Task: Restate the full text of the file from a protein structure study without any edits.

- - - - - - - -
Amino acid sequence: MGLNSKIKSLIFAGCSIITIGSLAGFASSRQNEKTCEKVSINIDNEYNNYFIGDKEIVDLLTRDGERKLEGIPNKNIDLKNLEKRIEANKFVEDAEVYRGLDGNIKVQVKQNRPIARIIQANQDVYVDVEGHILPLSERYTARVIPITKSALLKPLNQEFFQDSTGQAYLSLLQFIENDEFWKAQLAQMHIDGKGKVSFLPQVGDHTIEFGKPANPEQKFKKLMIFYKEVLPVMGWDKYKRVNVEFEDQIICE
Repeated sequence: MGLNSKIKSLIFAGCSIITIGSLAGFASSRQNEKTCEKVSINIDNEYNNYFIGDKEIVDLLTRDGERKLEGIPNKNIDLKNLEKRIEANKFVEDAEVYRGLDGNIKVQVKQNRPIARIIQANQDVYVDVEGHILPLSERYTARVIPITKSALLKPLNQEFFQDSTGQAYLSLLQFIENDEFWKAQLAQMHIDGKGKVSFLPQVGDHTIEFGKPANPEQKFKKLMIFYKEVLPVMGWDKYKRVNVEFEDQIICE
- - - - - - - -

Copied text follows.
Amino acid sequence: MGLNSKIKSLIFAGCSIITIGSLAGFASSRQNEKTCEKVSINIDNEYNNYFIGDKEIVDLLTRDGERKLEGIPNKNIDLKNLEKRIEANKFVEDAEVYRGLDGNIKVQVKQNRPIARIIQANQDVYVDVEGHILPLSERYTARVIPITKSALLKPLNQEFFQDSTGQAYLSLLQFIENDEFWKAQLAQMHIDGKGKVSFLPQVGDHTIEFGKPANPEQKFKKLMIFYKEVLPVMGWDKYKRVNVEFEDQIICE
Repeated sequence: MGLNSKIKSLIFAGCSIITIGSLAGFASSRQNEKTCEKVSINIDNEYNNYFIGDKEIVDLLTRDGERKLEGIPNKNIDLKNLEKRIEANKFVEDAEVYRGLDGNIKVQVKQNRPIARIIQANQDVYVDVEGHILPLSERYTARVIPITKSALLKPLNQEFFQDSTGQAYLSLLQFIENDEFWKAQLAQMHIDGKGKVSFLPQVGDHTIEFGKPANPEQKFKKLMIFYKEVLPVMGWDKYKRVNVEFEDQIICE